As the Obama administration prepares to take power this week, the latest word on what it will do with the remaining half of the $700 billion in Troubled Asset Relief Program funds authorized by Congress last fall suggests that political judgments are trumping economic ones.
This past weekend, Team Obama floated the idea of establishing a new entity, a government-run “aggregator bank,” whose purpose would be to buy up toxic assets from banks in the name of restoring confidence and getting money moving through the system again. If it sounds familiar, this was precisely the plan that outgoing Treasury Secretary Henry Paulson floated initially when the $700 billion TARP package was proposed. It was rejected, in large part because so many economists concurred that capital injections–giving financial institutions money for ownership shares in the institutions–has proven more efficient in cycling money moving through the system.
Obama’s version of Paulson II will surely be more conscientious in its window-dressing. Yesterday on Face the Nation, chief economic adviser Larry Summers proclaimed that “the focus isn’t going to be on the needs of banks; it’s going to be on the needs of the economy for credit.” The underlying theory is that the government, by setting a floor on the value of “troubled” debt instruments, can establish what their real market value is. But as Paul Krugman pointed out in a blog post yesterday, the trouble with these assets is that they have no value at all:
It looks as if we’re back to the idea that toxic waste is really, truly worth much more than anyone is willing to pay for it — and that if only we get the price “right”, the banks will turn out to be solvent after all. In other words, we’re still in Super-SIV territory, the belief that fancy financial engineering can create value out of nothing.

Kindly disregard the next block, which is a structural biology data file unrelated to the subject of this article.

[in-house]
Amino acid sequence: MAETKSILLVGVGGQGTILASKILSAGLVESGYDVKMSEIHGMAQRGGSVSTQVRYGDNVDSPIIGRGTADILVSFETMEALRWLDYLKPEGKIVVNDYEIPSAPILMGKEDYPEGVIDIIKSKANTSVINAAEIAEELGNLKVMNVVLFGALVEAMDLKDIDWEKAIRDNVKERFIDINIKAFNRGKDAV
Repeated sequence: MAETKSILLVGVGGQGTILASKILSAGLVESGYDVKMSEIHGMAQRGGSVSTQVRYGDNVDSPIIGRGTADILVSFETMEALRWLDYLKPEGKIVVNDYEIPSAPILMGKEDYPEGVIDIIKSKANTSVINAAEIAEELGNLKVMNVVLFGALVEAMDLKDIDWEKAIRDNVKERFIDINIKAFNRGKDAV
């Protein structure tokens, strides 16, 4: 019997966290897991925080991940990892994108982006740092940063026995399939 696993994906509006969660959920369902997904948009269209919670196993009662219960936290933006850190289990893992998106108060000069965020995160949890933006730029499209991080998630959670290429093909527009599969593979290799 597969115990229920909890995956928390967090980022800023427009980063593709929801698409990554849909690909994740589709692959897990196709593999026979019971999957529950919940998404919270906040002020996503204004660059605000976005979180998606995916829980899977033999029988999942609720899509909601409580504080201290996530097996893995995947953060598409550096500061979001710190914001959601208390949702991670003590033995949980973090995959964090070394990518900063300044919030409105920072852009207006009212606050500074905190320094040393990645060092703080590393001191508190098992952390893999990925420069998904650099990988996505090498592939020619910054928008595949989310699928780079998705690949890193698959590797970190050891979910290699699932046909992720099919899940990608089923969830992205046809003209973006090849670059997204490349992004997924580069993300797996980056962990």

Oversight? You can be sure that pledges of same are forthcoming. But when it’s a question of choosing between this worthless piece of paper and that one, how much does oversight matter? The “aggregator bank” idea, writes Krugman, is based on the Resolution Trust Corporation that was created to deal with S&L crisis of nearly 20 years ago. But the comparison is flawed. The S&Ls’ bad paper was underwritten by real assets like houses, whereas the exotic financial instruments of our time are really just bets about money.
This is pure bailout stuff. Public moneys thrown in this direction will never be repaid. It’s another testament to the extreme political pressures that complicate the new administration’s efforts at stabilization and stimulus–like Obama’s apparent willingness to make tax cuts account for up to 40 percent of the new stimulus plan he’s expected to announce soon after taking office. Economists point out that tax cuts are a poor way to provide short-term stimulus because they’re more likely to be put into savings or debt reduction than cycled through the economy as consumer spending.